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Given that in GM Simon William's book The Killer Dutch, Williams says that the Sicilian and the Dutch are mirror images of each other, as Williams states "If you look at the first move, you can see that the two openings are similar, due to the fact the initial pawn structures of both openings are actually mirror images of each other." (Williams, 32) What Sicilian Defence variation has the most similarity to the Dutch? In the sense of pawn structures, middlegame plans, and strategic ideas? From what I observe it seems to me like the Scheveningen is similar to the classical variation of the Dutch.

Which variation do you think is most similar?

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    It may be a mirror image left-to-right, but really, with the exception of playing on the side near the f/c-pawn, the similarities end there as far as I am concerned. – PhishMaster Mar 23 at 20:26
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    Which Dutch? Leningrad and Classical are really quite different. For frequency reasons, both of them are called Dutch, but that really makes about as much sense as calling both Nimzo-Indian and King's Indian the same opening because they both start 1. d4 Nf6 – Alexander Woo Mar 23 at 20:38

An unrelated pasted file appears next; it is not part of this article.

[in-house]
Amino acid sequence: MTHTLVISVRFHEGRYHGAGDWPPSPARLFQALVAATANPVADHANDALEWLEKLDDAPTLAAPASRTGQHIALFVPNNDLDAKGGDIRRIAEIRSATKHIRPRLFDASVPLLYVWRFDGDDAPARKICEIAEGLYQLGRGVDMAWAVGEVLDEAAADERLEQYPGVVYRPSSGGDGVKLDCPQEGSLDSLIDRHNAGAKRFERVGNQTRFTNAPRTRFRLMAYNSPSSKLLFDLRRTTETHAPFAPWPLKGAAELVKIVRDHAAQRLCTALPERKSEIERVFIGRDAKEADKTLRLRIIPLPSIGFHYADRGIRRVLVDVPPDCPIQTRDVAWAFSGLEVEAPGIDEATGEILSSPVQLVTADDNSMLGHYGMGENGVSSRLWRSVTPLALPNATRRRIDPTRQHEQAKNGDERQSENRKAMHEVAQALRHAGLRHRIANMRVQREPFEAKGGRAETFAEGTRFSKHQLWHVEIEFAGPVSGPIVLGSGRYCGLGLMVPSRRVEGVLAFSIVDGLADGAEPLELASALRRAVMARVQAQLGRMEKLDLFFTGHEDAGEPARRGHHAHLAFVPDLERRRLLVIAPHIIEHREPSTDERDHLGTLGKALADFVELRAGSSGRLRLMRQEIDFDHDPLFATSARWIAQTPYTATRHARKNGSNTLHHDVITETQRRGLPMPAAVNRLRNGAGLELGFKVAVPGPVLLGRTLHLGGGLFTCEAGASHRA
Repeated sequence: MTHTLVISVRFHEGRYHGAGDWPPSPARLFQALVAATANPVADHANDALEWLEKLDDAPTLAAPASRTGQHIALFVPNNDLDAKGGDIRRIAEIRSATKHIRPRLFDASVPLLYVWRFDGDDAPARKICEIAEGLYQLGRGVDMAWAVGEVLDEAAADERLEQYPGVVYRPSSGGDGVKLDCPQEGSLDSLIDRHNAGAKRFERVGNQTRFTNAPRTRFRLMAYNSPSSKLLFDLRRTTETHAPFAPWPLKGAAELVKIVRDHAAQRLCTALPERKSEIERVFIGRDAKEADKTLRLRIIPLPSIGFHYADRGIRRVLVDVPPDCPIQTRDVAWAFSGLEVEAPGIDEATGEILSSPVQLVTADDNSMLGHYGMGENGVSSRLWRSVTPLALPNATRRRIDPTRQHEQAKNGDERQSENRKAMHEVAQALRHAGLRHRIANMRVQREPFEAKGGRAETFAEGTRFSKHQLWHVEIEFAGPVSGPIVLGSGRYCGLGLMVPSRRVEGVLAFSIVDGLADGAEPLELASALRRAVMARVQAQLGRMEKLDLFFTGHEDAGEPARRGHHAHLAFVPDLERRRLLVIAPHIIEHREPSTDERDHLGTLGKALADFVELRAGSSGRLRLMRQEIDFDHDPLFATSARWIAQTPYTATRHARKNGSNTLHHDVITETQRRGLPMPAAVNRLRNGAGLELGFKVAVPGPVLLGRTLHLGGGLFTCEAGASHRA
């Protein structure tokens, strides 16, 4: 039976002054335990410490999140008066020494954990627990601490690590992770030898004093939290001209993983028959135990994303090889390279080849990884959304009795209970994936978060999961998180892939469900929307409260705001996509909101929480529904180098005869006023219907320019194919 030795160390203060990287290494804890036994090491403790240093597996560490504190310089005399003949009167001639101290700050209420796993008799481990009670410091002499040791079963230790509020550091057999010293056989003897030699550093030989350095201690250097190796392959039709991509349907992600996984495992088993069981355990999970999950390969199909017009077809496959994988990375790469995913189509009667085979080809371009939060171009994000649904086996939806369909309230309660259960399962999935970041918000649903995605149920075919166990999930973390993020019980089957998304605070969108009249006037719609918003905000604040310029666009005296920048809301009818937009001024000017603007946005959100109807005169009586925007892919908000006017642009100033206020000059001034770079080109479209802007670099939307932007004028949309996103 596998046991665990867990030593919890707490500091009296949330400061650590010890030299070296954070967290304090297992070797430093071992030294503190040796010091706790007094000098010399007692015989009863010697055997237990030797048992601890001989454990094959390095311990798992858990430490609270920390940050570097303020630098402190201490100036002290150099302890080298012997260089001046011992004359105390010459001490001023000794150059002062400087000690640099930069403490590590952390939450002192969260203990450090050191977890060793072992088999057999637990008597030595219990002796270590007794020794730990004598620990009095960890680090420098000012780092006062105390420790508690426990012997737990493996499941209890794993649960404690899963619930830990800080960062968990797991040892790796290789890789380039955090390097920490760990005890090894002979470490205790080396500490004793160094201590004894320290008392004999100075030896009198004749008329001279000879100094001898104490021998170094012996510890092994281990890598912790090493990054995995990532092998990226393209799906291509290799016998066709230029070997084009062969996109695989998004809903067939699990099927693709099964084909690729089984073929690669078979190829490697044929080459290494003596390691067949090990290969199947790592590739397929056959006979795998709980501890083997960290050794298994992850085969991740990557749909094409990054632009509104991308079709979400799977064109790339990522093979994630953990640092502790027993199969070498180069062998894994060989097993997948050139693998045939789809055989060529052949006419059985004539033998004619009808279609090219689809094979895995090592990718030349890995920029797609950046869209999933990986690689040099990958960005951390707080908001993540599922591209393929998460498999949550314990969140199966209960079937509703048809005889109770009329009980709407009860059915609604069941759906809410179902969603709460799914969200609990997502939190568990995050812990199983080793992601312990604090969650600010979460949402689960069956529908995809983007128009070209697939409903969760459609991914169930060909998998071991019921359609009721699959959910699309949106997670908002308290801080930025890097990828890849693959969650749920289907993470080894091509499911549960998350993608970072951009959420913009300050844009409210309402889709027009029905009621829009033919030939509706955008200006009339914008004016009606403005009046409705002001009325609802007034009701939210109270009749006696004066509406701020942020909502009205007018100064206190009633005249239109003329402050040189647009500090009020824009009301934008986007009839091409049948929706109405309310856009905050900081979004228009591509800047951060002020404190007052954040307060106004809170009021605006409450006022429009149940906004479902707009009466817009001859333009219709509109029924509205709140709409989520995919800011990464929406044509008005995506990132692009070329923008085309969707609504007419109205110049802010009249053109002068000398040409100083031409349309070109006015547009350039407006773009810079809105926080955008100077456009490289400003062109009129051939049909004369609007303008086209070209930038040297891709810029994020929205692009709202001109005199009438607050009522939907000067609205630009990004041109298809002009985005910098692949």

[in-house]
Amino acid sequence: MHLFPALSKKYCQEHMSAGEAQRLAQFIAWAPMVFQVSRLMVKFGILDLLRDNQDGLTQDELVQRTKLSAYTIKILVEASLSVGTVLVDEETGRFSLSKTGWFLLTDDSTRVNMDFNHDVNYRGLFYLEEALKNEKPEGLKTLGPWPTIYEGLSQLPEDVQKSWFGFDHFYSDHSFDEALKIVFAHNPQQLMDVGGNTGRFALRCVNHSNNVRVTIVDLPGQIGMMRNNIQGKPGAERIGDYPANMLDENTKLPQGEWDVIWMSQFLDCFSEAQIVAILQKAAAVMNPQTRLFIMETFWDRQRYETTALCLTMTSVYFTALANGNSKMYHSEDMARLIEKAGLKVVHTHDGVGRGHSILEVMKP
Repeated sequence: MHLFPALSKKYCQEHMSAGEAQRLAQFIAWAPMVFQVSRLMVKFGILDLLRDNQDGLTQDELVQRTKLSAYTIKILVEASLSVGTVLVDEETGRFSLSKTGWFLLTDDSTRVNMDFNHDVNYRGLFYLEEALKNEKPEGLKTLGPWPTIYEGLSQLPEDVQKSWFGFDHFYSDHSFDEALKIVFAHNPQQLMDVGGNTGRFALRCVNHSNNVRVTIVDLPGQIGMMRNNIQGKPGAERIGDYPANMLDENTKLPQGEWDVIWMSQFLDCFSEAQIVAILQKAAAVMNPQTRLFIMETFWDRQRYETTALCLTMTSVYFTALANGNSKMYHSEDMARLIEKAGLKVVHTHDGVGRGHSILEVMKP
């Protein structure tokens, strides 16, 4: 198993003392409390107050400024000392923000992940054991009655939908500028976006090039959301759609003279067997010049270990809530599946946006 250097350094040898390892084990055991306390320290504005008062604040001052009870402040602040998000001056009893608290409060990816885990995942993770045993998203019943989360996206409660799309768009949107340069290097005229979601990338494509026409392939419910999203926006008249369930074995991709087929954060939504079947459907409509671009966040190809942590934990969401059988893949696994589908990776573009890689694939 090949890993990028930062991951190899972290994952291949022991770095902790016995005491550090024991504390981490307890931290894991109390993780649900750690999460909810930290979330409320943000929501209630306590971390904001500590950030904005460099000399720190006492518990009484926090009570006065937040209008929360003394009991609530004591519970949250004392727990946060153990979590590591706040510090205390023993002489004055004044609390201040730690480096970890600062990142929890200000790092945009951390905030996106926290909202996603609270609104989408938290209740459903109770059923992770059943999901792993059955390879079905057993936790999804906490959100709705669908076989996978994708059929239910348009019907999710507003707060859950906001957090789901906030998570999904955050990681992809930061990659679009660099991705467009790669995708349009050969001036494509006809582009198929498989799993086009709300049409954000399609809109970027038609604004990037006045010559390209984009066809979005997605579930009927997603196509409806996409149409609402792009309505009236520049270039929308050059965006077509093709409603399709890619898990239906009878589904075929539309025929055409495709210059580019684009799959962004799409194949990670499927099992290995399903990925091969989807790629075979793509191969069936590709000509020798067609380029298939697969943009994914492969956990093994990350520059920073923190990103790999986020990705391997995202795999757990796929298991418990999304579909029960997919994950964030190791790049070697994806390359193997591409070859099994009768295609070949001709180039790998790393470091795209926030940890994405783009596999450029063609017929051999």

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    By the way, if they were remotely similar, the Dutch would be the most popular response to 1.d4, but it is a distant fourth. – PhishMaster Mar 23 at 20:42
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    Even 1.c4 e5 where King's pawn and Queen's bishop pawns are moved (just like Sicilian) is not very similar to Sicilian, and now you moved Queen pawn and Kings Bishop pawn. Dutch and Sicilian are very different. – Akavall Mar 24 at 0:14
  • They are definitely not similar. The only exception is closed sicilians compared to some classical dutches. – CognisMantis Aug 26 at 3:27
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"If you look at the first move, you can see that the two openings are similar, due to the fact the initial pawn structures of both openings are actually mirror images of each other."

That's one of the most patzerish things I've ever read in a book written by a strong player.

Flip the board around, and I don't think anyone (not even Simon Williams) would suggest the English and the Bird are similar, except that all four (Bird, English, Dutch, Sicilian) of them influence the center from the wing instead of through direct occupation, and none of them do as much for one's development as a central pawn move.

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The most similar variations probably come in some of the closed lines (Grand Prix, Closed Sicilian...) where each side plays in an opposite side of the board. The Morra Gambit is also "similar" to 1.d4 f5 2.e4 in the sense that White sacrifices a pawn for activity, but that's pretty much it. The fact that in the Sicilian White can freely play d2-d4 due to the queen defending d4 really makes things different.

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